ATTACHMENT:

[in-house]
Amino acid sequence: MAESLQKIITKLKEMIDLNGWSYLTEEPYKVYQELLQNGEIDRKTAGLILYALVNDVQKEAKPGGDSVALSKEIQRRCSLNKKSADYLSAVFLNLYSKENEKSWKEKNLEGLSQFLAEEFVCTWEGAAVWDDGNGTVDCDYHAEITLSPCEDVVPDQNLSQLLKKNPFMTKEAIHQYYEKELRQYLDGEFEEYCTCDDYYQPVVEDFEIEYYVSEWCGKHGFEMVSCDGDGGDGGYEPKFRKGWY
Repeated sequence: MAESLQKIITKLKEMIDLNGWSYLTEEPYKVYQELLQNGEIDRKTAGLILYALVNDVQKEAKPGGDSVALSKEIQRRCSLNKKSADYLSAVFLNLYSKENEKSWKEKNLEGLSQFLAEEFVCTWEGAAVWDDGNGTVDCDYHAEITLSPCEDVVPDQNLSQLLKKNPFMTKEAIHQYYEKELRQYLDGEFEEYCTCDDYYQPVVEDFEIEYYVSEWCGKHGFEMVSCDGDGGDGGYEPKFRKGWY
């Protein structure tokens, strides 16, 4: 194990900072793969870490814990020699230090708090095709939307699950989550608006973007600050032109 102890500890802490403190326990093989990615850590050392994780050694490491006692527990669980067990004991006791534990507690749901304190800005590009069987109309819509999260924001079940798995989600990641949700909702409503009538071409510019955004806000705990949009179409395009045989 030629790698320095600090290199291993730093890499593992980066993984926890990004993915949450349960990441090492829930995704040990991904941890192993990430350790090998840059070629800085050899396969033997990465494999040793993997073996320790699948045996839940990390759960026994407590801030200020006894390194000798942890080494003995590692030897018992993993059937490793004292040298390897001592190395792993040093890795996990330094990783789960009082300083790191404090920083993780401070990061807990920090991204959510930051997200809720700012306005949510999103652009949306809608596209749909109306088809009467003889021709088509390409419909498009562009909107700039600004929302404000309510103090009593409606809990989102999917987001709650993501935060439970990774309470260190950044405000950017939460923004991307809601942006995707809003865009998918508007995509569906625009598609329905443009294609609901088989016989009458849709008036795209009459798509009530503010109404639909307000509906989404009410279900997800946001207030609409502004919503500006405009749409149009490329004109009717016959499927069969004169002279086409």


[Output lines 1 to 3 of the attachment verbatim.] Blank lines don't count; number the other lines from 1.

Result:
[in-house]
Amino acid sequence: MAESLQKIITKLKEMIDLNGWSYLTEEPYKVYQELLQNGEIDRKTAGLILYALVNDVQKEAKPGGDSVALSKEIQRRCSLNKKSADYLSAVFLNLYSKENEKSWKEKNLEGLSQFLAEEFVCTWEGAAVWDDGNGTVDCDYHAEITLSPCEDVVPDQNLSQLLKKNPFMTKEAIHQYYEKELRQYLDGEFEEYCTCDDYYQPVVEDFEIEYYVSEWCGKHGFEMVSCDGDGGDGGYEPKFRKGWY
Repeated sequence: MAESLQKIITKLKEMIDLNGWSYLTEEPYKVYQELLQNGEIDRKTAGLILYALVNDVQKEAKPGGDSVALSKEIQRRCSLNKKSADYLSAVFLNLYSKENEKSWKEKNLEGLSQFLAEEFVCTWEGAAVWDDGNGTVDCDYHAEITLSPCEDVVPDQNLSQLLKKNPFMTKEAIHQYYEKELRQYLDGEFEEYCTCDDYYQPVVEDFEIEYYVSEWCGKHGFEMVSCDGDGGDGGYEPKFRKGWY